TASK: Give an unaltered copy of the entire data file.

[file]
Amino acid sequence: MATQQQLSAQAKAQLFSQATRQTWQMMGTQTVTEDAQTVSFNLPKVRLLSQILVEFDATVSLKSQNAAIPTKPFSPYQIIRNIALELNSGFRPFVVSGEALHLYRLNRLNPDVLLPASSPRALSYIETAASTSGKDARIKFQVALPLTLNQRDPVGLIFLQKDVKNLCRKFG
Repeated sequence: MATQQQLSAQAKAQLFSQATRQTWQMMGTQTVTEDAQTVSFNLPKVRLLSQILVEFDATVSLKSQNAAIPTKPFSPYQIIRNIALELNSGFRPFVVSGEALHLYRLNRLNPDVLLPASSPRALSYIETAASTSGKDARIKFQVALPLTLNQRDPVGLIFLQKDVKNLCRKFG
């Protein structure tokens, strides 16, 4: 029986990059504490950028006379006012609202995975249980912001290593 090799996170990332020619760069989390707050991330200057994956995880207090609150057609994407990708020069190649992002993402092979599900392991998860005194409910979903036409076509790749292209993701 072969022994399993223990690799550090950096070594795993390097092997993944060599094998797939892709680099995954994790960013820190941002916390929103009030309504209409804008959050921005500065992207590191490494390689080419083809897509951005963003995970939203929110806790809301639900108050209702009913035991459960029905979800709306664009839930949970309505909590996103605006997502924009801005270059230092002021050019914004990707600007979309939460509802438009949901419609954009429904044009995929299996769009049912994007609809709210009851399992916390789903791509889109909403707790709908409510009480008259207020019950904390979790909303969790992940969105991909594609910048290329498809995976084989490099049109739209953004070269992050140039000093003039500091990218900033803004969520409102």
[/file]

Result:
Amino acid sequence: MATQQQLSAQAKAQLFSQATRQTWQMMGTQTVTEDAQTVSFNLPKVRLLSQILVEFDATVSLKSQNAAIPTKPFSPYQIIRNIALELNSGFRPFVVSGEALHLYRLNRLNPDVLLPASSPRALSYIETAASTSGKDARIKFQVALPLTLNQRDPVGLIFLQKDVKNLCRKFG
Repeated sequence: MATQQQLSAQAKAQLFSQATRQTWQMMGTQTVTEDAQTVSFNLPKVRLLSQILVEFDATVSLKSQNAAIPTKPFSPYQIIRNIALELNSGFRPFVVSGEALHLYRLNRLNPDVLLPASSPRALSYIETAASTSGKDARIKFQVALPLTLNQRDPVGLIFLQKDVKNLCRKFG
């Protein structure tokens, strides 16, 4: 029986990059504490950028006379006012609202995975249980912001290593 090799996170990332020619760069989390707050991330200057994956995880207090609150057609994407990708020069190649992002993402092979599900392991998860005194409910979903036409076509790749292209993701 072969022994399993223990690799550090950096070594795993390097092997993944060599094998797939892709680099995954994790960013820190941002916390929103009030309504209409804008959050921005500065992207590191490494390689080419083809897509951005963003995970939203929110806790809301639900108050209702009913035991459960029905979800709306664009839930949970309505909590996103605006997502924009801005270059230092002021050019914004990707600007979309939460509802438009949901419609954009429904044009995929299996769009049912994007609809709210009851399992916390789903791509889109909403707790709908409510009480008259207020019950904390979790909303969790992940969105991909594609910048290329498809995976084989490099049109739209953004070269992050140039000093003039500091990218900033803004969520409102």